Bundling is when you combine several items and sell it as one product or one SKU (stock keeping unit). It's a marketing tool to address two things, help businesses move more inventory in one purchase and second; bundling increases margins as multiples add value. This is most effective with products that have low or varying retail prices, wherein by combining higher ticket items with products of a lower value, helps bring up the average revenue, thereby increasing margins in one purchase.
The most common bundling of all time are value meals, due to its perpetual presence in fast food, restaurants and convenience stores.
Do you remember the last time you craved for a burger? When you went inside your favorite fast food joint, thinking of just ordering a burger, did you order as planned or ended up buying a value meal?
Looking at value meal prices, for just a few bucks, it appears to be more practical to order a whole meal, complete with drink and fries. It appears to be a wiser choice due to the savings it offers. This is precisely what the store wants you to perceive, it is a convincing pricing strategy that offers savings, tipping you to buy more than planned. This is Bundle Pricing. Stores benefit by offering a value price by selling 2 or more items, allowing them to move more merchandise, thereby increasing revenue and margins.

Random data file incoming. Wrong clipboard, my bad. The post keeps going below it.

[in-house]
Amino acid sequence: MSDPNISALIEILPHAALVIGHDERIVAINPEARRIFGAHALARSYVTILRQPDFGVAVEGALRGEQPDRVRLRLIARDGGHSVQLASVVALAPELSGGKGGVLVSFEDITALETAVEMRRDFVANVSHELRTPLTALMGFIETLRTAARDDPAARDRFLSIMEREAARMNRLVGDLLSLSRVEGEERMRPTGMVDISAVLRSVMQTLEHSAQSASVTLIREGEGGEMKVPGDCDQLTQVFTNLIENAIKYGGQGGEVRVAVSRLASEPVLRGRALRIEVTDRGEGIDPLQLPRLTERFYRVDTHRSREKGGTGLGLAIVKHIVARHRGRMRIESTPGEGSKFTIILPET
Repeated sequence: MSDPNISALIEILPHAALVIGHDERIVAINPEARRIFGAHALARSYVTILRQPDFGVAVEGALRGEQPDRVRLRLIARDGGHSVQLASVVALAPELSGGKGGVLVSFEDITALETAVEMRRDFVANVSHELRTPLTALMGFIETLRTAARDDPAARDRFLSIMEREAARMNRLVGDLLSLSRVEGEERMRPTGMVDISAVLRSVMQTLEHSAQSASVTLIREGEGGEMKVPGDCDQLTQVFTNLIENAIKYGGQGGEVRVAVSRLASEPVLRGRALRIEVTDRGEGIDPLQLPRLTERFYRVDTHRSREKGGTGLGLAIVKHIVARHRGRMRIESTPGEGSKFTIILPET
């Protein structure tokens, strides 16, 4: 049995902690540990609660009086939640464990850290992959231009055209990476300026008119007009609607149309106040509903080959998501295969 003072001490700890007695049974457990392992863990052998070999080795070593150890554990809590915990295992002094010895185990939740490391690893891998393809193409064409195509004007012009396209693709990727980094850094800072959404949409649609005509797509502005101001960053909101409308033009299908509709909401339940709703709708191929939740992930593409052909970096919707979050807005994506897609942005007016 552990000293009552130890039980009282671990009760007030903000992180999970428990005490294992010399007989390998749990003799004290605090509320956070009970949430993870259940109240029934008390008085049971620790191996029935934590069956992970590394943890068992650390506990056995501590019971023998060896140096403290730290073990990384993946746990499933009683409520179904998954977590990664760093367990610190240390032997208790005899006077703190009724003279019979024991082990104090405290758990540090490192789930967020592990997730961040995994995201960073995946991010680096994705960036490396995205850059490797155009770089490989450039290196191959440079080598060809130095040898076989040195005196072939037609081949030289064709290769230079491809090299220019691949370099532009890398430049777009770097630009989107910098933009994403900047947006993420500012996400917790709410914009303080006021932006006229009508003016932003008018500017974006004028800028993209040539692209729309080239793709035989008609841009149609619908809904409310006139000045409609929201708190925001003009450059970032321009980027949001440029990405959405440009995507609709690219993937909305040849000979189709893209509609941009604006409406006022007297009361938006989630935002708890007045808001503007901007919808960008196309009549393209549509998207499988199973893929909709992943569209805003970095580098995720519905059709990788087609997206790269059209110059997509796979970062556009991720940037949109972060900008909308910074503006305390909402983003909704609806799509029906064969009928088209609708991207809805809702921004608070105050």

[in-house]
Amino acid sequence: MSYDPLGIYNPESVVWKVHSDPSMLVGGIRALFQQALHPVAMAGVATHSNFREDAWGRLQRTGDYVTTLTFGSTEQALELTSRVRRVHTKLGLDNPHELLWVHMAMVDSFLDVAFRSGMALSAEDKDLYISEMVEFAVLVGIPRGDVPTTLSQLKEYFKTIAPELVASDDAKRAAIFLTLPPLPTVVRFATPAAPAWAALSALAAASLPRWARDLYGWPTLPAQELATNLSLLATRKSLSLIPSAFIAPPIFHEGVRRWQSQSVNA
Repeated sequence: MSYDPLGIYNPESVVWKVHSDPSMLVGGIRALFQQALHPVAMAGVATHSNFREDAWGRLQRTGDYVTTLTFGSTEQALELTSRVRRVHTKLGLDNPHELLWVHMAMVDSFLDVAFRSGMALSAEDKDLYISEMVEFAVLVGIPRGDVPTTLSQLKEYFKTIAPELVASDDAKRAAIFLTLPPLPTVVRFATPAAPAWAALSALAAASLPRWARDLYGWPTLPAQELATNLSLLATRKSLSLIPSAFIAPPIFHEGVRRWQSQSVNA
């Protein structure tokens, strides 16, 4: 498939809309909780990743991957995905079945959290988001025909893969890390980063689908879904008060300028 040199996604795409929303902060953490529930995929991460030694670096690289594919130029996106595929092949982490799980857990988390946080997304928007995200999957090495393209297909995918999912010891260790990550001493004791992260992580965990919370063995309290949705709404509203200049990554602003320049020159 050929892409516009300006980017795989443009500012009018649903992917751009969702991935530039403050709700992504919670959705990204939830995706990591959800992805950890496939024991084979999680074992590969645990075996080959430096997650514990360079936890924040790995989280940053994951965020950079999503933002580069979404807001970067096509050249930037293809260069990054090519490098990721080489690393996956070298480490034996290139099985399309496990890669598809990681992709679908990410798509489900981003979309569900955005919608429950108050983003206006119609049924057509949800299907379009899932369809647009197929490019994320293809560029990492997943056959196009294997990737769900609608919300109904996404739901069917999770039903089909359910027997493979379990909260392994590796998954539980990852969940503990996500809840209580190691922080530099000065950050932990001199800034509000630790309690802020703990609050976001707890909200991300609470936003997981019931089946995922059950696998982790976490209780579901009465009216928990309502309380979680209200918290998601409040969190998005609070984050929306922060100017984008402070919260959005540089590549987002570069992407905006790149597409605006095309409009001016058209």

A bundle can go many ways, as with value meals, it can be composed of two to three distinct items that make up as a whole, sold in the form of a gift set.
If you are into health and beauty, gift sets can be composed of lotion, soap and body wash, packaged beautifully as one SKU. The three distinct items make up as a whole because it provides you with a complete bathing experience. Isn’t it more appealing to receive this set rather than just getting a bar of soap?
For men, a shaving travel kit would be most useful. That would then include a kit as packaging, the razor, shaving cream and brand and an after-shave balm.
By offering gift sets, value is provided to the customer by giving them a complete experience. To you as a retailer, a congratulations is in order, you just moved 3x your inventory and cross-promoted other merchandise.
Bundling can also be a great marketing tool for items with varying sizes, usually patterned to the lifestyle uses of a certain product.
Luggage is a great example. Sold as a set of 3, in small, medium, large. Our travelling needs vary based on destination and duration. This captures a perfect selling point; we tend to think that at some time in our lives, we may need a small luggage for overnight trips or a large one for two-week holidays. It captures an opportunity to bundle merchandise catering to lifestyle needs.
Frequency of Use
Another way to bundle is to offer a product with varying scents or colors and sell it in sets of 3, 4 or even 7. This works well for consumer merchandise packaged in small quantities, or those with low retail value and are designed for daily use. For example, if you are selling fragrances in 50ml bottles, you can offer a 7-day pack, providing customers the novelty of having a different fragrance per day.
Nail polish works too, since women love more than one shade, it gives you a window of opportunity in selling a variety of colors in one purchase. This type of bundling, like its siblings, allows you to move more merchandise and multiply your sales in a single transaction.